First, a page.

Although the hamerkop (Scopus umbretta) is the sole member of the genus, it is now believed that it has genetic similarities that are closer to the pelicans and shoebill stork than other water birds.
We find these true Cinderella of the swamps extremely interesting despite being rather common and overshadowed by the most colourful species. Perhaps their better known feature is their huge nests that take them 2 to 4 months to complete and that are often used by other birds as well.
I have mentioned that these birds frequently visit our former pool (now a water reservoir) in Harare and spending long hours stalking the African clawed frogs . I was intrigued by how the frogs were caught as I always heard a splash but, by the time I looked, the frog had already been caught.
A couple of years ago, while camping at Shumba in Hwange National Park  I had the chance of seeing a hamerkop hovering over the dam there but it was evening and I could not watch it long enough to find out whether it was fishing or on some other kind of display so the mystery continued.
Luckily, during our visit to the Kruger National Park early in October we were stationed at a water pond waiting for large game to come to drink and, during the time, we were entertained by a couple of hamerkop that were feeding and we could watch them at leisure and resolve the issue.
Each bird repeated a routine that involved landing on shore and, after a time that went from a few seconds to a couple of minutes of walking about, take off and fly very slowly over the water with dangling feet and slow wing beats that would keep it just above it. During the hovering its feet sometimes touched the water and it occasionally would drag them on the water surface.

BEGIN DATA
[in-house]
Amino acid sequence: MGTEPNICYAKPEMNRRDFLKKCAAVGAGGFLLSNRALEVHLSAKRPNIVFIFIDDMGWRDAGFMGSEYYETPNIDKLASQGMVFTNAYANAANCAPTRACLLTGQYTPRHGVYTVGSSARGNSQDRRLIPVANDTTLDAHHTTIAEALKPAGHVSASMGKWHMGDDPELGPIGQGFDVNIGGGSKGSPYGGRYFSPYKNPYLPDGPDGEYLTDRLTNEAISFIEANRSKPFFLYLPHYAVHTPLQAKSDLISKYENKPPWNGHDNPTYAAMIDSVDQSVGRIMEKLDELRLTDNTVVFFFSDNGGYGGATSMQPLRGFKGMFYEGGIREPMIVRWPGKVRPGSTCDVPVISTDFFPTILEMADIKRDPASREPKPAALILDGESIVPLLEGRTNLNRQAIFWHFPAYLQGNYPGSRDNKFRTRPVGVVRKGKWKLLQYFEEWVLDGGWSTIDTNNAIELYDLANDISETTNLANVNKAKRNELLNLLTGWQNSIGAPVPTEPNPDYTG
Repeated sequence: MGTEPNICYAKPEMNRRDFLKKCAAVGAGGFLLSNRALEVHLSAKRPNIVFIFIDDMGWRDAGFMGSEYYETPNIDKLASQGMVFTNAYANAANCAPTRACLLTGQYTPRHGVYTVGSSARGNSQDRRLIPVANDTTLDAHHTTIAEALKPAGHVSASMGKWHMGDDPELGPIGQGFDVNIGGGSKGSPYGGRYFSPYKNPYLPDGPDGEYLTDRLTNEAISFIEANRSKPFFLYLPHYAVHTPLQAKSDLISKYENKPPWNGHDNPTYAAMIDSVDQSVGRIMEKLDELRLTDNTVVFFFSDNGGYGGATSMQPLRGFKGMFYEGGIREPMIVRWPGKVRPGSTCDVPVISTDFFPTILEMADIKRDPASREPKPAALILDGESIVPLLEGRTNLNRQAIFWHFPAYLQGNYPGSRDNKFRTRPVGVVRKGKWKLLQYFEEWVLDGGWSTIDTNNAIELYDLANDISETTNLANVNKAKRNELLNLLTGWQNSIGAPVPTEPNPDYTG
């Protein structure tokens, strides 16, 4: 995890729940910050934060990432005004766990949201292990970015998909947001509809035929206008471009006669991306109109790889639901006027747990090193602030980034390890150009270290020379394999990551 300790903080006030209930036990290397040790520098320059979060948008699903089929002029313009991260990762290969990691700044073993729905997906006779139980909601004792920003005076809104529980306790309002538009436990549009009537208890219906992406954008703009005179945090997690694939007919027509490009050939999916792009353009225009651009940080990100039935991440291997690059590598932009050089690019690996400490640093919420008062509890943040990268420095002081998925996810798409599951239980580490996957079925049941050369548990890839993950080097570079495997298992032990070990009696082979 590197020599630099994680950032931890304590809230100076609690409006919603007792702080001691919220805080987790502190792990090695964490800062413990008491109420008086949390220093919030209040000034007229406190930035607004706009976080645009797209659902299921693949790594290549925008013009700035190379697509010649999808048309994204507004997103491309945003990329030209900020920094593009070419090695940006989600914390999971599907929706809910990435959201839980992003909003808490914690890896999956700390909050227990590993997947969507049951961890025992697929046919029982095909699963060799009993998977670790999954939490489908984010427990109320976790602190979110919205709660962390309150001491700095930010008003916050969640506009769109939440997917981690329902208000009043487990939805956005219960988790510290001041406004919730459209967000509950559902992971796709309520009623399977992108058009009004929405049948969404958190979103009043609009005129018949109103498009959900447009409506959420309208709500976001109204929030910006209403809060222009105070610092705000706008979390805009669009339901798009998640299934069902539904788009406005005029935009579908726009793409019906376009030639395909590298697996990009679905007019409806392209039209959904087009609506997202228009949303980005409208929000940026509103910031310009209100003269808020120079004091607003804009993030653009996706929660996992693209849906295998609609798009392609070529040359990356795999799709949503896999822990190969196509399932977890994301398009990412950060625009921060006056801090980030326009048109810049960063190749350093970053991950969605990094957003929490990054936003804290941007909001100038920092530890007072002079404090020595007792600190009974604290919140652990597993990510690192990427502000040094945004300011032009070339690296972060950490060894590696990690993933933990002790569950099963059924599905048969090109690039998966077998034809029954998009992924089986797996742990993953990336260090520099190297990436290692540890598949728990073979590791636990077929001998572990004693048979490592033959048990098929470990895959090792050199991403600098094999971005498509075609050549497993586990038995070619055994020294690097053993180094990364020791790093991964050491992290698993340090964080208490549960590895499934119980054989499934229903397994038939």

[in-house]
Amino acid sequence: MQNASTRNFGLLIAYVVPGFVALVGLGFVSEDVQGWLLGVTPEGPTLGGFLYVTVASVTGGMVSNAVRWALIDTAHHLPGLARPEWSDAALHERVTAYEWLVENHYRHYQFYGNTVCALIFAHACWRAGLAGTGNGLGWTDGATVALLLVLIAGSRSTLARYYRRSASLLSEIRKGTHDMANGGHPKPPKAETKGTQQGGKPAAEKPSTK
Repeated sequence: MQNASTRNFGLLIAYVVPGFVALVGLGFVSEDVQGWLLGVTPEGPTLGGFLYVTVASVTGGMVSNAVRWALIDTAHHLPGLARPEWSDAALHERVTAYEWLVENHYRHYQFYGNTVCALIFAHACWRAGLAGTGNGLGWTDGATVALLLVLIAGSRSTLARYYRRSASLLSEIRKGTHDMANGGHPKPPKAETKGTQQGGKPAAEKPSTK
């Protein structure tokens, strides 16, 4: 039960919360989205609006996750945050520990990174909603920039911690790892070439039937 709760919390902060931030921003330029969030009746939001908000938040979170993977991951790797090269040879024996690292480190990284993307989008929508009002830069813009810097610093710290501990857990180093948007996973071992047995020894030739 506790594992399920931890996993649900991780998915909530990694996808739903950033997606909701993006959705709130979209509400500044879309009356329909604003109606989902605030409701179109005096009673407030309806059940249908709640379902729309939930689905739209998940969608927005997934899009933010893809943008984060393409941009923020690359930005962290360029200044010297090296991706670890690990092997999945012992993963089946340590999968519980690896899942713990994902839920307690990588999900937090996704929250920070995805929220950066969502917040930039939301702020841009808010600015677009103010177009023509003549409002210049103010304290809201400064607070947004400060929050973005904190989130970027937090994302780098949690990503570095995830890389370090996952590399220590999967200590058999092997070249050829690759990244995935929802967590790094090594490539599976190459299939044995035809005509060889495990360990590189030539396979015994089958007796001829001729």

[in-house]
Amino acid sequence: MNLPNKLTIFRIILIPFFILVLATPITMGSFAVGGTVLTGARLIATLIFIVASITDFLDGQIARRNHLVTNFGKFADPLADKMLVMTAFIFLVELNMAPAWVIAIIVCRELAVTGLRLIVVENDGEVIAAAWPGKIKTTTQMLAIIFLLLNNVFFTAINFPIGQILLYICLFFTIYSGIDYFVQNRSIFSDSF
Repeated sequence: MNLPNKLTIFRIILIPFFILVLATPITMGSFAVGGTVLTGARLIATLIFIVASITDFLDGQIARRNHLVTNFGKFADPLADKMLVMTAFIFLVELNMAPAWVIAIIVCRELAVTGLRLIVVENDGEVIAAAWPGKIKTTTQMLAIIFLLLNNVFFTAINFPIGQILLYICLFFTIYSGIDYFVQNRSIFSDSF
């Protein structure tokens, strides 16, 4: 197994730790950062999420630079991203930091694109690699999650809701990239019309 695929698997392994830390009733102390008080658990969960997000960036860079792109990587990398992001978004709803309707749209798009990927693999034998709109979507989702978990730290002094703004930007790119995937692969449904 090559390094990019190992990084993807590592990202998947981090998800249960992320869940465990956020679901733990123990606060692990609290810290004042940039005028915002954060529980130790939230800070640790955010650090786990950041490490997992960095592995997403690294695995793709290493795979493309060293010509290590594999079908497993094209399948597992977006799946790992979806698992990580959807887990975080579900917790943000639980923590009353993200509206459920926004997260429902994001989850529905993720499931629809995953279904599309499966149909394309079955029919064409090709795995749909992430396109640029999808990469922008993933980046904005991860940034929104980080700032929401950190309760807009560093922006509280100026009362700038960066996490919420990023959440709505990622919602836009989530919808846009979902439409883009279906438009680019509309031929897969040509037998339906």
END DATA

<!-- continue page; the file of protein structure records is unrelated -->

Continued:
While we were there the bird was performing this routine constantly and our comment was that it must be effective for the bird to spend all this flying energy on this, apparently, futile activity. The answer to our questions came after about an hour when the bird suddenly landed in the water with feet and beak and emerged victorious with a frog!
It then took off from the water and proceeded to eat it. Unluckily, after its success the bird landed on the opposite shore of the dam so I could not even guess at the identity of the frog and only managed poor pictures.
 See: https://bushsnobinafrica.wordpress.com/2015/09/05/garden-and-gadgets/
 See: https://bushsnobinafrica.wordpress.com/2014/10/31/watched-at-shumba/
Fascinating! I love how the creatures figure out a way to make a living here on good ‘ol Planet Earth! :)) Dawn
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